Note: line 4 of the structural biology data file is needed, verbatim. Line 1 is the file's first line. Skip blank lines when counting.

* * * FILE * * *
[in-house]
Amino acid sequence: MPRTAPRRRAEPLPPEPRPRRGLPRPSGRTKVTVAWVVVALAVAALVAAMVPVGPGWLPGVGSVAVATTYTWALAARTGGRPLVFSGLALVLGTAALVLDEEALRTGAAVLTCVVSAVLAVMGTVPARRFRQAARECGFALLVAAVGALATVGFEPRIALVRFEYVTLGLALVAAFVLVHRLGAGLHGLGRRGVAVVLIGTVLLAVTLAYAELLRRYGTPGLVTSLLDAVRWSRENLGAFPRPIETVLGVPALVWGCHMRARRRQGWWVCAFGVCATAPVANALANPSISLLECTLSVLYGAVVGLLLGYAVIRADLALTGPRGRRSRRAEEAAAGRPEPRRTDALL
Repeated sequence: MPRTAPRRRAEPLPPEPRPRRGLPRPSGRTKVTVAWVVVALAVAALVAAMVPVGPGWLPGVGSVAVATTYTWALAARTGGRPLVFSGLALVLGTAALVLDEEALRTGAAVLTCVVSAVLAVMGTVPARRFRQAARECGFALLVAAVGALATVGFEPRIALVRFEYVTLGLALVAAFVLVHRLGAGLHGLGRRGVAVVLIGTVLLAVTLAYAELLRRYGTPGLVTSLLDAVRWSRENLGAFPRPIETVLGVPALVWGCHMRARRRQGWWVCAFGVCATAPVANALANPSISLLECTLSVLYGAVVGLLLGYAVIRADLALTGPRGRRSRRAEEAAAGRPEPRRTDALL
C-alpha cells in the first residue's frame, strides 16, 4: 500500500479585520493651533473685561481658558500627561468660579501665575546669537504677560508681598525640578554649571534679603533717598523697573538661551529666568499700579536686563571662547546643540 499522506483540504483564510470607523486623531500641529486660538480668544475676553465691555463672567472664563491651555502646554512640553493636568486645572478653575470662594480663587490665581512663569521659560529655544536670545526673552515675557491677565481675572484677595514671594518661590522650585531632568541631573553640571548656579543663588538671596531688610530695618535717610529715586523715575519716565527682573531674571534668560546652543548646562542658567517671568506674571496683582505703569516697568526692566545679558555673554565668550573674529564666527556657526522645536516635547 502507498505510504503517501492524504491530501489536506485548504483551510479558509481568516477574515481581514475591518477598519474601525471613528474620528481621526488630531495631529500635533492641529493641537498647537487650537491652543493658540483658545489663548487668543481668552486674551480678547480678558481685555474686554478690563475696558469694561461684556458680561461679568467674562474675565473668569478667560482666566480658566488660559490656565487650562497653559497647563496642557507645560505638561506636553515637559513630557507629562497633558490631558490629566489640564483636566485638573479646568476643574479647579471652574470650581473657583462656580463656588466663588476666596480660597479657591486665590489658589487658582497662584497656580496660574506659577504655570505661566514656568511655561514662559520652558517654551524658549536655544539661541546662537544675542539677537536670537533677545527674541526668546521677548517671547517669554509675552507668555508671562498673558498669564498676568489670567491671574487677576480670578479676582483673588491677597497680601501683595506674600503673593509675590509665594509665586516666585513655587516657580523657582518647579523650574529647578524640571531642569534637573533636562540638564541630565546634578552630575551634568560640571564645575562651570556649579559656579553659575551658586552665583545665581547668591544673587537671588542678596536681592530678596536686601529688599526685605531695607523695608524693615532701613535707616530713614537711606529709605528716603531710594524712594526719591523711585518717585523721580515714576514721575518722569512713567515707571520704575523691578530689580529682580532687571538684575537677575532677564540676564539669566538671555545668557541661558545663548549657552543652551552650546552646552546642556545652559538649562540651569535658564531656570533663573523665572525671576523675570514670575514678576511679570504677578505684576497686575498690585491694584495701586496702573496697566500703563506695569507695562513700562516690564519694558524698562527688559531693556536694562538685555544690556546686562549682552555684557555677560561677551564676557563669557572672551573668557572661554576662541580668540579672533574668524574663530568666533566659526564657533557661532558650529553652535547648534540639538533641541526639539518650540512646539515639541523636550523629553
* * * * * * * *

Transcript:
C-alpha cells in the first residue's frame, strides 16, 4: 500500500479585520493651533473685561481658558500627561468660579501665575546669537504677560508681598525640578554649571534679603533717598523697573538661551529666568499700579536686563571662547546643540 499522506483540504483564510470607523486623531500641529486660538480668544475676553465691555463672567472664563491651555502646554512640553493636568486645572478653575470662594480663587490665581512663569521659560529655544536670545526673552515675557491677565481675572484677595514671594518661590522650585531632568541631573553640571548656579543663588538671596531688610530695618535717610529715586523715575519716565527682573531674571534668560546652543548646562542658567517671568506674571496683582505703569516697568526692566545679558555673554565668550573674529564666527556657526522645536516635547 502507498505510504503517501492524504491530501489536506485548504483551510479558509481568516477574515481581514475591518477598519474601525471613528474620528481621526488630531495631529500635533492641529493641537498647537487650537491652543493658540483658545489663548487668543481668552486674551480678547480678558481685555474686554478690563475696558469694561461684556458680561461679568467674562474675565473668569478667560482666566480658566488660559490656565487650562497653559497647563496642557507645560505638561506636553515637559513630557507629562497633558490631558490629566489640564483636566485638573479646568476643574479647579471652574470650581473657583462656580463656588466663588476666596480660597479657591486665590489658589487658582497662584497656580496660574506659577504655570505661566514656568511655561514662559520652558517654551524658549536655544539661541546662537544675542539677537536670537533677545527674541526668546521677548517671547517669554509675552507668555508671562498673558498669564498676568489670567491671574487677576480670578479676582483673588491677597497680601501683595506674600503673593509675590509665594509665586516666585513655587516657580523657582518647579523650574529647578524640571531642569534637573533636562540638564541630565546634578552630575551634568560640571564645575562651570556649579559656579553659575551658586552665583545665581547668591544673587537671588542678596536681592530678596536686601529688599526685605531695607523695608524693615532701613535707616530713614537711606529709605528716603531710594524712594526719591523711585518717585523721580515714576514721575518722569512713567515707571520704575523691578530689580529682580532687571538684575537677575532677564540676564539669566538671555545668557541661558545663548549657552543652551552650546552646552546642556545652559538649562540651569535658564531656570533663573523665572525671576523675570514670575514678576511679570504677578505684576497686575498690585491694584495701586496702573496697566500703563506695569507695562513700562516690564519694558524698562527688559531693556536694562538685555544690556546686562549682552555684557555677560561677551564676557563669557572672551573668557572661554576662541580668540579672533574668524574663530568666533566659526564657533557661532558650529553652535547648534540639538533641541526639539518650540512646539515639541523636550523629553